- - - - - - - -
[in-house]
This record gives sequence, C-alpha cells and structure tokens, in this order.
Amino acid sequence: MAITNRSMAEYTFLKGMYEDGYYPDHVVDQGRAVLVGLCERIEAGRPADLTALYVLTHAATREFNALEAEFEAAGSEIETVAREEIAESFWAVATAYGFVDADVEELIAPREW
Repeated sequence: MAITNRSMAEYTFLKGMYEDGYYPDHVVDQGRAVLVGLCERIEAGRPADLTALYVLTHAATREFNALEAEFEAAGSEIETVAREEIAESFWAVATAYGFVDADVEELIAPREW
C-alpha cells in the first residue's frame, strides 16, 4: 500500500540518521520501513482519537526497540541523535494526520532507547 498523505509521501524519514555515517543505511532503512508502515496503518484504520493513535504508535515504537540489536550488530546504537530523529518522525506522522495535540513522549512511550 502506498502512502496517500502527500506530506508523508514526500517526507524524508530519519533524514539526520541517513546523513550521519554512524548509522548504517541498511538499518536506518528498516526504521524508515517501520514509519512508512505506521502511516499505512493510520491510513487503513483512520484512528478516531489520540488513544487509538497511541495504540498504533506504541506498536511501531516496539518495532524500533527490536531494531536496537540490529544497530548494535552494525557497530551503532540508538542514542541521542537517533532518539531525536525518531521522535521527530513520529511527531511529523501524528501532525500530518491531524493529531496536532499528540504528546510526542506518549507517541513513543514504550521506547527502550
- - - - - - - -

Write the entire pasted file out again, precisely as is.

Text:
[in-house]
This record gives sequence, C-alpha cells and structure tokens, in this order.
Amino acid sequence: MAITNRSMAEYTFLKGMYEDGYYPDHVVDQGRAVLVGLCERIEAGRPADLTALYVLTHAATREFNALEAEFEAAGSEIETVAREEIAESFWAVATAYGFVDADVEELIAPREW
Repeated sequence: MAITNRSMAEYTFLKGMYEDGYYPDHVVDQGRAVLVGLCERIEAGRPADLTALYVLTHAATREFNALEAEFEAAGSEIETVAREEIAESFWAVATAYGFVDADVEELIAPREW
C-alpha cells in the first residue's frame, strides 16, 4: 500500500540518521520501513482519537526497540541523535494526520532507547 498523505509521501524519514555515517543505511532503512508502515496503518484504520493513535504508535515504537540489536550488530546504537530523529518522525506522522495535540513522549512511550 502506498502512502496517500502527500506530506508523508514526500517526507524524508530519519533524514539526520541517513546523513550521519554512524548509522548504517541498511538499518536506518528498516526504521524508515517501520514509519512508512505506521502511516499505512493510520491510513487503513483512520484512528478516531489520540488513544487509538497511541495504540498504533506504541506498536511501531516496539518495532524500533527490536531494531536496537540490529544497530548494535552494525557497530551503532540508538542514542541521542537517533532518539531525536525518531521522535521527530513520529511527531511529523501524528501532525500530518491531524493529531496536532499528540504528546510526542506518549507517541513513543514504550521506547527502550